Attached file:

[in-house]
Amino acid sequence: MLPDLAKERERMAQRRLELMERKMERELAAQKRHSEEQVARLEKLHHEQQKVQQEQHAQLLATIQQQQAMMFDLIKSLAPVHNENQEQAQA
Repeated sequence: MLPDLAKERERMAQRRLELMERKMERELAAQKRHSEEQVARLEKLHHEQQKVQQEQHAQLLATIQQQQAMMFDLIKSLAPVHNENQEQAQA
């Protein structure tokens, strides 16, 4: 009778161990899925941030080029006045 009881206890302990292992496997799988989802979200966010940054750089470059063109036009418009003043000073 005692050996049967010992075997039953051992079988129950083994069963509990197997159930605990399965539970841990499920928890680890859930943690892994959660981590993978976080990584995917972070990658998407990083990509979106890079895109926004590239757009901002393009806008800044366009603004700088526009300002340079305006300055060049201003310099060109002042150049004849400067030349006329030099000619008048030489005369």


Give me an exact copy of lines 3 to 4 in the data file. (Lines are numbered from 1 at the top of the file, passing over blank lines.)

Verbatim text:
Repeated sequence: MLPDLAKERERMAQRRLELMERKMERELAAQKRHSEEQVARLEKLHHEQQKVQQEQHAQLLATIQQQQAMMFDLIKSLAPVHNENQEQAQA
């Protein structure tokens, strides 16, 4: 009778161990899925941030080029006045 009881206890302990292992496997799988989802979200966010940054750089470059063109036009418009003043000073 005692050996049967010992075997039953051992079988129950083994069963509990197997159930605990399965539970841990499920928890680890859930943690892994959660981590993978976080990584995917972070990658998407990083990509979106890079895109926004590239757009901002393009806008800044366009603004700088526009300002340079305006300055060049201003310099060109002042150049004849400067030349006329030099000619008048030489005369």